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how does chimney sweep work


The chimney sweep would go up the flue before fireplaces were sealed. The work was really hard, and it took a long time to climb up and down the chimneys with all of their soot and creosote build-up. The best thing about working as a chimney sweep was that there was always an open fire to sit next to when the master was not around.

After climbing up and down, sweeping out all of that soot, it is time for a cup of tea! The chimney sweep looks very smart in his top hat and has a good view from up there too.

When did people start using chimneys?

The earliest reference to a chimney can be found in the Bible, which mentions a “chimney” of bricks and mortar built inside Noah’s Ark (Genesis 8:20). Greek mathematician and engineer Hero of Alexandria (10-70 AD) invented the first practical chimney. He wrote that fires could draw air from outside into a building and up and out a chimney, if the opening were above the fireplace. Hero also invented a manual fan to force air into a fire and prevent smoke from filling the room.

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How does using a chimney affect how fast wood burns?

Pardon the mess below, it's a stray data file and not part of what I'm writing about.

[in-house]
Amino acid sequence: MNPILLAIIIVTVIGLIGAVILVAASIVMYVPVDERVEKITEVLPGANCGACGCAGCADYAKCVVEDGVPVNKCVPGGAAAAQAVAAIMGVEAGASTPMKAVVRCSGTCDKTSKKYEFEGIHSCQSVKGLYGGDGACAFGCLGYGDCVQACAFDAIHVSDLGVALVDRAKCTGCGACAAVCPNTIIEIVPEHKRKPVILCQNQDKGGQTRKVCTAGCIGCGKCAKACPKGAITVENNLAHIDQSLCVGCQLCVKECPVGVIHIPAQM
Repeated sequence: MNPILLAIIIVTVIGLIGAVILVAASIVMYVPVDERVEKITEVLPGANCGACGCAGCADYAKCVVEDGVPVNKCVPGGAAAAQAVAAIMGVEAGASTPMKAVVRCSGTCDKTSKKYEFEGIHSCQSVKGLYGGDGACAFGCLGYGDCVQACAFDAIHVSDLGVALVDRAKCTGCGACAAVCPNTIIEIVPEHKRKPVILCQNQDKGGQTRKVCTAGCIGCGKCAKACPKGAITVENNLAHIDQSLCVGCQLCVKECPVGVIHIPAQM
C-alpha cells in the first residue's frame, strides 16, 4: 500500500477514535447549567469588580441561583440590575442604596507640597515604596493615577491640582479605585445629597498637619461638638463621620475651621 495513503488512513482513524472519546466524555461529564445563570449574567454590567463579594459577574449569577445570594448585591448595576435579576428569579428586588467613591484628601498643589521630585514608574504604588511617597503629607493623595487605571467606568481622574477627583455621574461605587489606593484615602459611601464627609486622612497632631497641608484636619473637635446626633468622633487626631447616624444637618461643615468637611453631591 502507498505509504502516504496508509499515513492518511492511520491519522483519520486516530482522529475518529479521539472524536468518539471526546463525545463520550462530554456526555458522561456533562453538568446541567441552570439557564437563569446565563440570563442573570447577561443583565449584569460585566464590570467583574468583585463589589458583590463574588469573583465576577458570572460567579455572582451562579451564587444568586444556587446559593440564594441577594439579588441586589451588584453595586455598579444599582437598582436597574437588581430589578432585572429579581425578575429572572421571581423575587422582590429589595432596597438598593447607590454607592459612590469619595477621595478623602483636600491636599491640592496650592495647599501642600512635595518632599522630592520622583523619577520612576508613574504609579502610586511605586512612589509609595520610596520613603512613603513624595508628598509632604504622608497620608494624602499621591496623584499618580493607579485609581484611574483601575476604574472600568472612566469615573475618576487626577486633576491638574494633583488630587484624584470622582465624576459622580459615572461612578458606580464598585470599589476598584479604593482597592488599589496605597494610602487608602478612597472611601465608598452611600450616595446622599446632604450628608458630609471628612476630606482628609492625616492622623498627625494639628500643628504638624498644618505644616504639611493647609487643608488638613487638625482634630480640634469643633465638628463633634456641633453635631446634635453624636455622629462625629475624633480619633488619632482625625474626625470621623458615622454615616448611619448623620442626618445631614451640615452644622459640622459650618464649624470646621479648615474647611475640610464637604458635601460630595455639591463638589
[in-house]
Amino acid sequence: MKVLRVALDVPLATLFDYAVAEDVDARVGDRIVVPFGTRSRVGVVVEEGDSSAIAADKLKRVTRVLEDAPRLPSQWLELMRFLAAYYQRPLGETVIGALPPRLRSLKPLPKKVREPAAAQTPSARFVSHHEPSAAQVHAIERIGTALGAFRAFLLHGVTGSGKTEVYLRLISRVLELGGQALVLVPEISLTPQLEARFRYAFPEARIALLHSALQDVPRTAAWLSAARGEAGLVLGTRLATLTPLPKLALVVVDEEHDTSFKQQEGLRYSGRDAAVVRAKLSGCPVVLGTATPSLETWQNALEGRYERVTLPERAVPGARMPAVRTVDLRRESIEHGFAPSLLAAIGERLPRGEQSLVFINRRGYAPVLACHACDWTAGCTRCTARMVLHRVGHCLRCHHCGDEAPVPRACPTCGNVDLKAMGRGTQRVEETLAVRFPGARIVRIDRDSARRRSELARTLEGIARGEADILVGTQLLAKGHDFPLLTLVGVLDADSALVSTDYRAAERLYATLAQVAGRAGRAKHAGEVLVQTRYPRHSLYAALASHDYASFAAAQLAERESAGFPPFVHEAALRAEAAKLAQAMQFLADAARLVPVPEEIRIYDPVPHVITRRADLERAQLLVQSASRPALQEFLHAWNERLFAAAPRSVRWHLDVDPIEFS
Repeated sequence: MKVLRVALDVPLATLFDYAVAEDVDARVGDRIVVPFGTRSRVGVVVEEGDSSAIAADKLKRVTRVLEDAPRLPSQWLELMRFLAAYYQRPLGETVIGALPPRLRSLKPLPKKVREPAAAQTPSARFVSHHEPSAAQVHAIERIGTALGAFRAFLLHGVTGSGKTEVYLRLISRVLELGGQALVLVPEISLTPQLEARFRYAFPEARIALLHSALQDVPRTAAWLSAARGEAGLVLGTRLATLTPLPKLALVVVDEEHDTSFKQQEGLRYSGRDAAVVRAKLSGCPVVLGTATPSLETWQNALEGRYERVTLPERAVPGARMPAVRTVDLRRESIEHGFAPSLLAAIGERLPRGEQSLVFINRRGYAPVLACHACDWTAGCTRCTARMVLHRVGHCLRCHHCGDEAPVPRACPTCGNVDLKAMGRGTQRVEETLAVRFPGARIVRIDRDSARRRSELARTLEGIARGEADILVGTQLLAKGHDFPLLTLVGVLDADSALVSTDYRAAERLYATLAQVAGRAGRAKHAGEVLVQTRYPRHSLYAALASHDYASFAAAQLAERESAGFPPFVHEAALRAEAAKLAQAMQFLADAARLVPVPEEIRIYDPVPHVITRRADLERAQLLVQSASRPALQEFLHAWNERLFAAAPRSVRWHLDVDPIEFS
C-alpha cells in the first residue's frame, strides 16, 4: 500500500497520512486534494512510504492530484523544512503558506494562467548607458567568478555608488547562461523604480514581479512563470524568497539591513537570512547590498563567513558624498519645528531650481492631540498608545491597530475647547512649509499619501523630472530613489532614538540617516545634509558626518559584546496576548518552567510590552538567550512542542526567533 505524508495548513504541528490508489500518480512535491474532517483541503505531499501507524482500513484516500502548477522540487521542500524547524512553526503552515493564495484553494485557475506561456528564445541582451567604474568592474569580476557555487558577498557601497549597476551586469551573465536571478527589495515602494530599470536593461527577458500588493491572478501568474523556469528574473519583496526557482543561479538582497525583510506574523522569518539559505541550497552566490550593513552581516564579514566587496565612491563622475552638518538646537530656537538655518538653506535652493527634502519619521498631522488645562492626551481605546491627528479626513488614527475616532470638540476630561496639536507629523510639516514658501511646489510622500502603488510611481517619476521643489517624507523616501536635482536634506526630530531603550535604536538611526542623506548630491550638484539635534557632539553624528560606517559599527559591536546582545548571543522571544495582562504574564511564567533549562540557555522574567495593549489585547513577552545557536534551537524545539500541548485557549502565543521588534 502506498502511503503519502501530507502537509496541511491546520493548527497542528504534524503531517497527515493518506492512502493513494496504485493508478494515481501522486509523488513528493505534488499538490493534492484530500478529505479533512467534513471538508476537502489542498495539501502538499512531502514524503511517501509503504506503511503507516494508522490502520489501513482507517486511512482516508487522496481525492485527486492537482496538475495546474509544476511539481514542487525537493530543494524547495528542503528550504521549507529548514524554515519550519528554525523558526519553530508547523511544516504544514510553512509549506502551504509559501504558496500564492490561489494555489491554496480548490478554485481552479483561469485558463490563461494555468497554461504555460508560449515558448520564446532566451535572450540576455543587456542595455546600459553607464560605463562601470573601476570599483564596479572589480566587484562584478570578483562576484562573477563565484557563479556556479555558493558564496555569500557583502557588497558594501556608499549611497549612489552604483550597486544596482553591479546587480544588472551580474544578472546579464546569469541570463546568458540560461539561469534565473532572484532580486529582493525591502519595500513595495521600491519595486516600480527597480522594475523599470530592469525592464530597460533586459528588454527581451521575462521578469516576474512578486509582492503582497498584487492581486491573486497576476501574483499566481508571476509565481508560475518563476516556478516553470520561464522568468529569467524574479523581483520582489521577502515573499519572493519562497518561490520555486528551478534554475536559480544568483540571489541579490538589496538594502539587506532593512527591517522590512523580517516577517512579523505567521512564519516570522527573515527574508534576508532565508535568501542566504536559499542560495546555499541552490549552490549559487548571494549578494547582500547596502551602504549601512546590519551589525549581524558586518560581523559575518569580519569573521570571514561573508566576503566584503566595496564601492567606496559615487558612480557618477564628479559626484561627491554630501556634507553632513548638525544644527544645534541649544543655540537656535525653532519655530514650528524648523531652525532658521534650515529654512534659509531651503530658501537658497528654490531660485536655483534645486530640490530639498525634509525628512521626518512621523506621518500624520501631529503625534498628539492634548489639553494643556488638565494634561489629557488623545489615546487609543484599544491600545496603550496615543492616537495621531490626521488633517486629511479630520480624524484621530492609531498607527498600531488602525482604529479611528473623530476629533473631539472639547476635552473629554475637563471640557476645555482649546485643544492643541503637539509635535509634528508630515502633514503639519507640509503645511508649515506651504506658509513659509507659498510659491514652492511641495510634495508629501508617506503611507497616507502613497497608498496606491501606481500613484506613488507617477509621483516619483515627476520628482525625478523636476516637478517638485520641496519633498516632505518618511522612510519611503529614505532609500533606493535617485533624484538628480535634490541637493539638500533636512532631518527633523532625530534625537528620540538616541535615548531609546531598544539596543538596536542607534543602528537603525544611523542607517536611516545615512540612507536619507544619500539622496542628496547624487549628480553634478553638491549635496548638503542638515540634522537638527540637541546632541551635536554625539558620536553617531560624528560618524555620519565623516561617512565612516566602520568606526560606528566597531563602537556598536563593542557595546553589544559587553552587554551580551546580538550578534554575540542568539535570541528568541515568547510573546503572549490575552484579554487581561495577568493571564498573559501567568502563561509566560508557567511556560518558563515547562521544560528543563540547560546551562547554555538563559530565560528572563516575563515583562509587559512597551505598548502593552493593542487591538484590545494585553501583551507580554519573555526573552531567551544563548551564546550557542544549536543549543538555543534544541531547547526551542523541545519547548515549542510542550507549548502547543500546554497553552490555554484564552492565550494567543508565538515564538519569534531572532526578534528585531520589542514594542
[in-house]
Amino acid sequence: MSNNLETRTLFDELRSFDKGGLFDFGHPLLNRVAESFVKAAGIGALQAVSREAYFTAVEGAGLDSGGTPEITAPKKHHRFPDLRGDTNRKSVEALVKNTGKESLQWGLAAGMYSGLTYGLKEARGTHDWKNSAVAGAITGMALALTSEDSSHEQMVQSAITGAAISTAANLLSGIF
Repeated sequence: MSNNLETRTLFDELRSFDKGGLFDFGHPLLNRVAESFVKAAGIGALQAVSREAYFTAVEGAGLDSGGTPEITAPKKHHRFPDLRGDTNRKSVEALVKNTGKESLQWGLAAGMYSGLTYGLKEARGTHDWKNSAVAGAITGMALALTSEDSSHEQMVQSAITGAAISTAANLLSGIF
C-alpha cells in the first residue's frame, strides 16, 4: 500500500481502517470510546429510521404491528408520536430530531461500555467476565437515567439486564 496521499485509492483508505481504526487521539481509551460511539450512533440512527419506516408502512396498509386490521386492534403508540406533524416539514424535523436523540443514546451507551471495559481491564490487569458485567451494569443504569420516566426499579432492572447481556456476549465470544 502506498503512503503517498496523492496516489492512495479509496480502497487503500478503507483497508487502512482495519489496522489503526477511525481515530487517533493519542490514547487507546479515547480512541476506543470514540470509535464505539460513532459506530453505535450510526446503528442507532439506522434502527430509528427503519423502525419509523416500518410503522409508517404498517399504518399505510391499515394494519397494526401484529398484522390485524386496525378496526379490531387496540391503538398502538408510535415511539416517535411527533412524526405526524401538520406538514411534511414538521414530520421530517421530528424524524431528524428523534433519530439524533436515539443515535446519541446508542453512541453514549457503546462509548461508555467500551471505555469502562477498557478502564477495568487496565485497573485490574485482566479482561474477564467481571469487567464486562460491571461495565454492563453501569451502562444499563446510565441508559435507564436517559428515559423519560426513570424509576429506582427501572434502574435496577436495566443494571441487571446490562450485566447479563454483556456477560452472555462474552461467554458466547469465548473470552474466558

A chimney helps speed up combustion by creating an updraft which draws in oxygen through the bottom of the chimney. This is often called draft (US English) or draught (British English). Draft is created by buoyancy in hot flue gases. The heat causes a small pressure difference at the top which creates air flow up the chimney.

The speed of combustion can be increased by increasing the rate of supply of combustion air, by increasing the rate of combustion of fuel or by raising its temperature.

How does a chimney work?

a chimney works by creating draft (US English) or draught (British English), which is air movement caused by differences in atmospheric pressure, created through buoyancy.

Air flows from areas of higher air pressure to those of lower pressure. When the pressure is high at the base of a chimney, it creates an area of low pressure above the fire, pulling air up through it.

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